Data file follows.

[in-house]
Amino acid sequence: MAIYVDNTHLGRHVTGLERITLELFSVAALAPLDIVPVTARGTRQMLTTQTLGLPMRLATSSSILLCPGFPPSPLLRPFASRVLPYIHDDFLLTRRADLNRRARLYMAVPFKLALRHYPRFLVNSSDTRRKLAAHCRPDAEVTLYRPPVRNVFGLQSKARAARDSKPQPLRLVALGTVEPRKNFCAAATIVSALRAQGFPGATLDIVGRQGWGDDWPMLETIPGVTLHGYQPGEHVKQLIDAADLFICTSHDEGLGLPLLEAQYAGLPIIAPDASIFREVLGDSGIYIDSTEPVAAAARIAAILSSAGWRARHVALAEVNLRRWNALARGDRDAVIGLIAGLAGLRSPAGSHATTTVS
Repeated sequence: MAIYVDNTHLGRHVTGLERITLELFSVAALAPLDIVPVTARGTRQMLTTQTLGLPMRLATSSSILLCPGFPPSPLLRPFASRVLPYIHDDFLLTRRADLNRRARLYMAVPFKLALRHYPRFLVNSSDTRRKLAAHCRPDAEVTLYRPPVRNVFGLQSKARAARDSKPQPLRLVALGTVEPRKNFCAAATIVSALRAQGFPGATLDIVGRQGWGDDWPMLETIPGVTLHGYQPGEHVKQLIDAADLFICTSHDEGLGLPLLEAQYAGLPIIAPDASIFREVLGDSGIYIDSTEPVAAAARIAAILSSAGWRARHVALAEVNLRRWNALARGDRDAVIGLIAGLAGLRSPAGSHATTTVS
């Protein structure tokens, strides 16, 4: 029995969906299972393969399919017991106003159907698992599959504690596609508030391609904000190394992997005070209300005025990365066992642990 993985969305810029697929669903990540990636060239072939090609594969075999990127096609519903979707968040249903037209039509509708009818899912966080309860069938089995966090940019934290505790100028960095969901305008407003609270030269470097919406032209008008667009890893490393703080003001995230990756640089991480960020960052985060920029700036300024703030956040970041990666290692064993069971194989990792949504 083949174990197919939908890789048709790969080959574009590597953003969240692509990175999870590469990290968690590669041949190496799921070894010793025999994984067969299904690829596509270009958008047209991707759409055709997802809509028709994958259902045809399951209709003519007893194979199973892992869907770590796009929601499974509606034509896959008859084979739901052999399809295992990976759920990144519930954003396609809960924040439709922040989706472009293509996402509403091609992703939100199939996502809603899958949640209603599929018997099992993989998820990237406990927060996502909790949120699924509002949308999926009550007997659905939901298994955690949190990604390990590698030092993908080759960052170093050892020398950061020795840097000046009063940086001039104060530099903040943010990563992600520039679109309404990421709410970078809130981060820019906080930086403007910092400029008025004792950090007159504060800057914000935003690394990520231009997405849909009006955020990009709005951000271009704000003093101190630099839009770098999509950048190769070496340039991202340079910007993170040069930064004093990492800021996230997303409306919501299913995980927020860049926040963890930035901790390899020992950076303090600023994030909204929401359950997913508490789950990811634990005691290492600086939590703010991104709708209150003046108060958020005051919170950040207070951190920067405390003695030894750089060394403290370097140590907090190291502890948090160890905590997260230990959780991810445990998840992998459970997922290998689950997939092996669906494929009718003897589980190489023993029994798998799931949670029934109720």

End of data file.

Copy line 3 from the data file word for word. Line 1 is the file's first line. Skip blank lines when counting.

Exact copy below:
Repeated sequence: MAIYVDNTHLGRHVTGLERITLELFSVAALAPLDIVPVTARGTRQMLTTQTLGLPMRLATSSSILLCPGFPPSPLLRPFASRVLPYIHDDFLLTRRADLNRRARLYMAVPFKLALRHYPRFLVNSSDTRRKLAAHCRPDAEVTLYRPPVRNVFGLQSKARAARDSKPQPLRLVALGTVEPRKNFCAAATIVSALRAQGFPGATLDIVGRQGWGDDWPMLETIPGVTLHGYQPGEHVKQLIDAADLFICTSHDEGLGLPLLEAQYAGLPIIAPDASIFREVLGDSGIYIDSTEPVAAAARIAAILSSAGWRARHVALAEVNLRRWNALARGDRDAVIGLIAGLAGLRSPAGSHATTTVS